Addressing the plaintiffs' claim of "misappropriation and use for commercial profit of the names of professional major league baseball players without the payment of royalties," the court found it clear that "the use of the baseball players' names and statistical information is intended to and does make defendants' games more salable to the public than otherwise would be the case." Id. at 1278.
Significantly, the Uhlaender court rejected the defendants' contention that because their statistics were already published in newspapers and in the public domain, the players had waived their rights to relief. Id. at 1282- 83. As in the pending C.B.C. case, there is an apparent tension between players' rights to the commercial value of their names on the one hand and the rights of a gamesmaker, if you will, to make use of facts that are in the public domain. In Uhlaender, the former decidedly trumped the latter.
*9 But players' publicity rights may not always trump competing interests. Ironically, in Gionfriddo v. Major League Baseball, 114 Cal. Rptr. 2d 307 (Cal. Ct. App. 2001), it was Major League Baseball that argued, successfully, that the public's interest in baseball history outweighed the economic interests and statutory rights of old-time baseball players whose names, images, statistics and biographical information were used for MLB publications and Web sites. (In 1947, the standard player contract was revised to define more clearly the MLB's rights to such material.) Ruling for the MLB on First Amendment grounds, the court effused:
Major league baseball is followed by millions of people across this country on a daily basis. Likewise, baseball fans have an abiding interest in the history of the game. The public has an enduring fascination in the records set by former players and in memorable moments from previous games. Statistics are kept on every aspect of the game imaginable. Those statistics and the records set throughout baseball's history are the standards by which the public measures the performance of today's players. The records and statistics remain of interest to the public because they provide context that allows fans to better appreciate (or deprecate) today's performances. Id. at 315.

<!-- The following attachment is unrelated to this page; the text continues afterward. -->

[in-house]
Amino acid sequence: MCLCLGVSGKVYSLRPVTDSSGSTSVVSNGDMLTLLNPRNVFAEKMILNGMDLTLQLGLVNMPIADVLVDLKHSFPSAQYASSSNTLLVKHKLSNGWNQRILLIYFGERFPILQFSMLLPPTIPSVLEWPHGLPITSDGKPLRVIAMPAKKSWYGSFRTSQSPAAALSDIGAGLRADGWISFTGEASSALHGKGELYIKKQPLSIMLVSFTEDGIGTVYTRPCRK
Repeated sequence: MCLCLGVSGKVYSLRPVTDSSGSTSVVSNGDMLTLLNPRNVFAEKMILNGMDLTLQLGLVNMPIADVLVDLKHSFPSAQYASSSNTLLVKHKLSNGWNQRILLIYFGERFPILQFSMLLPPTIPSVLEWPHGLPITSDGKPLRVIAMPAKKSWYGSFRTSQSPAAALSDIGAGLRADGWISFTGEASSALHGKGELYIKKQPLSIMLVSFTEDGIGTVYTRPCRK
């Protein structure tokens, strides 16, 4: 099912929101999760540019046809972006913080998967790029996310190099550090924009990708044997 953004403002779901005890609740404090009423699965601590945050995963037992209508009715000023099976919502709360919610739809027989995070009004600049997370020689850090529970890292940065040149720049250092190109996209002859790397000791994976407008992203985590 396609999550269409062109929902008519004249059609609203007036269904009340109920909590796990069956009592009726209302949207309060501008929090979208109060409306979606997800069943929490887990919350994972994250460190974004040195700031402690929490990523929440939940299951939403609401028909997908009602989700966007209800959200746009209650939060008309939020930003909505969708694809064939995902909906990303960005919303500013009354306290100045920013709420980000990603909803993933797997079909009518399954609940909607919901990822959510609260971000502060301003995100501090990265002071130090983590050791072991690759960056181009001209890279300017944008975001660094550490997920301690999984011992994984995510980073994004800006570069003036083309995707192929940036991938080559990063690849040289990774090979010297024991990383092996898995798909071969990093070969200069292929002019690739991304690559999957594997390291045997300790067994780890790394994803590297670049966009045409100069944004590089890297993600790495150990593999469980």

Returning to the here and now, the right of publicity is positioned at the center of the dispute between sports leagues and fantasy sports sites. In analyzing publicity rights in the context of fantasy sports, courts may need to take a close look at what it means to use a player's name for commercial gain.
Can it really be said that fantasy sports sites exploit the commercial value or goodwill that players have built up in their names, when the essence of fantasy sports is that a player's worth is exactly measurable by the statistics that he generates? One could argue that fantasy sports are driven by cold, hard statistics, not by the intangibles of players' popularity, fame or market value.
Nevertheless, the immense commercial appeal of professional athletes and their names is undeniable. To those who argue that fantasy games are all about the numbers, one may ask why there isn't a fantasy game based on the barometric pressure recorded hourly at various weather stations around the world. As long as fantasy sports games continue to generate significant revenue, one should expect leagues, teams and athletes to continue to demand a share and, in support of such demands, to rely on a three-headed weapon of intellectual property rights: copyright, trademark and the right of publicity.
Ultimately, it may be the last right -- the right of publicity -- that will force all unlicensed operators of fantasy sites to either obtain a license or significantly alter their operations.
Copr. (C) 2006 West, a Thomson business. No claim to orig. U.S. govt. works. This article is reprinted with permission from West, a primary sponsor of the General Practice, Solo and Small Firm Division.
This first appeared in Entertainment and Sports Lawyer, Winter, 2006